History of technology strives to explain how different drivers give rise to similar interests, how those interests develop and how they fade away.
A photograph of Berlin traffic from 1923 illustrates these questions: Employees, businessmen, the jobless, couples, old people, young people, children and strollers all seem intent on reaching the big intersection at Potsdamer Platz. They use very different means of transportation. You see bicycles, carriages, cars, horse-drawn omnibuses, trolley cars and, if you look very carefully, perhaps a child’s wagon or a wheelchair. These are people on the move with very different agendas. Nonetheless, they share the hope that the traffic will not come to a standstill.
What assures the balance of individual movements, administrative control and sociotechnological organization? How much of that task could be delegated to a traffic light (installed in 1924), the police, the transport users and the different means of locomotion with their horns, brakes and bells? How much to city planning, public transport, electricity and gas works, and sanitation and security? How could both the square and the people be safeguarded before everything was about to be eclipsed by the parades of the 1930s, the bombings and house-to-house combat at the end of World War II and the “wasteland” created by the wall in 1961?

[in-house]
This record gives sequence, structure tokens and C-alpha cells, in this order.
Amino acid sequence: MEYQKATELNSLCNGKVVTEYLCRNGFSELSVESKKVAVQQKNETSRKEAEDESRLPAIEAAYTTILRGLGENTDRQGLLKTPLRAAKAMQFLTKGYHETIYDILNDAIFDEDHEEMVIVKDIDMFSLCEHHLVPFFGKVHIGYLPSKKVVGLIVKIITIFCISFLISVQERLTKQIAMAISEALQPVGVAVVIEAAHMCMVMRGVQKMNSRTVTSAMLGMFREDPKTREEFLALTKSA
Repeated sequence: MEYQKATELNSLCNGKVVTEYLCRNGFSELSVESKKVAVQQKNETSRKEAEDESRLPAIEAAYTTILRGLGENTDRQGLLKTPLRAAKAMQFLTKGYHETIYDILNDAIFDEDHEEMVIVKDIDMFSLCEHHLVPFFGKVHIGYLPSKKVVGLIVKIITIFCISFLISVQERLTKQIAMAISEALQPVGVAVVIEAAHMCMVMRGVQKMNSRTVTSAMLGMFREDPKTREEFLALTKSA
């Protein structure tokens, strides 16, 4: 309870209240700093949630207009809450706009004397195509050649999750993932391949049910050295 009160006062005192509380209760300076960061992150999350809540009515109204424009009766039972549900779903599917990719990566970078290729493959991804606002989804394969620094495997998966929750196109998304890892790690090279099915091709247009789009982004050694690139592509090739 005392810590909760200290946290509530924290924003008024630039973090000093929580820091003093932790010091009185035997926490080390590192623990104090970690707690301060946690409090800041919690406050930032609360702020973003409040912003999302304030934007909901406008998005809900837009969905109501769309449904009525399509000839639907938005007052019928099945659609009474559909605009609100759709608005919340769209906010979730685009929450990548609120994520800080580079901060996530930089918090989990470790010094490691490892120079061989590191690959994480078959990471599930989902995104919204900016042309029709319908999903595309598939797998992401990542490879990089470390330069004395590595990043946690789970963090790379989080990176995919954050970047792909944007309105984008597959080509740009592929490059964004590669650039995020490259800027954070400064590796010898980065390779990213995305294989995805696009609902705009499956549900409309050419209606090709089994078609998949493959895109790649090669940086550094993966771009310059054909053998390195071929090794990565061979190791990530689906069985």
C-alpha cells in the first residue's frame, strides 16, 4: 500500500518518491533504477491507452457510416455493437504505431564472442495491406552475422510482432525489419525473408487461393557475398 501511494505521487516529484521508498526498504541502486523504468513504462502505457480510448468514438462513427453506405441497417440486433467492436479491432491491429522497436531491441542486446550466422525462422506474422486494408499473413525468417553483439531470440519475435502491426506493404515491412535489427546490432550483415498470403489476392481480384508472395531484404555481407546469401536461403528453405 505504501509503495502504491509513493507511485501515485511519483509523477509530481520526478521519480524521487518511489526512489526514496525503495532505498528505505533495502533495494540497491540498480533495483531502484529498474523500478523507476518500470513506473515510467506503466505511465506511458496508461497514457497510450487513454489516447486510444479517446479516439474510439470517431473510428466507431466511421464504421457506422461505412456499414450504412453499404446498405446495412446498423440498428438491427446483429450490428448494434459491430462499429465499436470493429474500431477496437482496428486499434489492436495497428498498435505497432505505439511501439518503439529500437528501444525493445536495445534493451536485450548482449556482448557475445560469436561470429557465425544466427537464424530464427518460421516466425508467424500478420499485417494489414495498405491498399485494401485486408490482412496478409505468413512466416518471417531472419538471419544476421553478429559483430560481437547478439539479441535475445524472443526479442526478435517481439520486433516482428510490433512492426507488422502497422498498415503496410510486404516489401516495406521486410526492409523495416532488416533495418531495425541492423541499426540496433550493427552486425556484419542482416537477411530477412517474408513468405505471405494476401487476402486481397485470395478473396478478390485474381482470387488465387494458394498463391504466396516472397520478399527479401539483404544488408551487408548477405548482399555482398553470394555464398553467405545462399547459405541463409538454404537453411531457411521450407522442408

History of technology investigates technological developments that arise in specific historical contexts. These developments are perceived by social groups or entire societies as a means of social change and ultimately find use or are forgotten. The questions that history of technology poses derive from the technological and social change that are a product of contemporary orientation and thinking; current historiographical methods provide the tools for answering these questions.
Thematically, history of technology deals with a wide array of historical objects of investigation. Communication networks, data streams, software programs and search engines are the most recent. But history of technology is also concerned with production processes, mass media, modern and late-modern organizational technologies, surveillance and control. The aim of history of technology is to understand how technological developments are appraised, who does the appraising and what social changes accompany them.
By creatively and critically interrogating the past, students gain unexpected insights and significantly increase the robustness of their knowledge.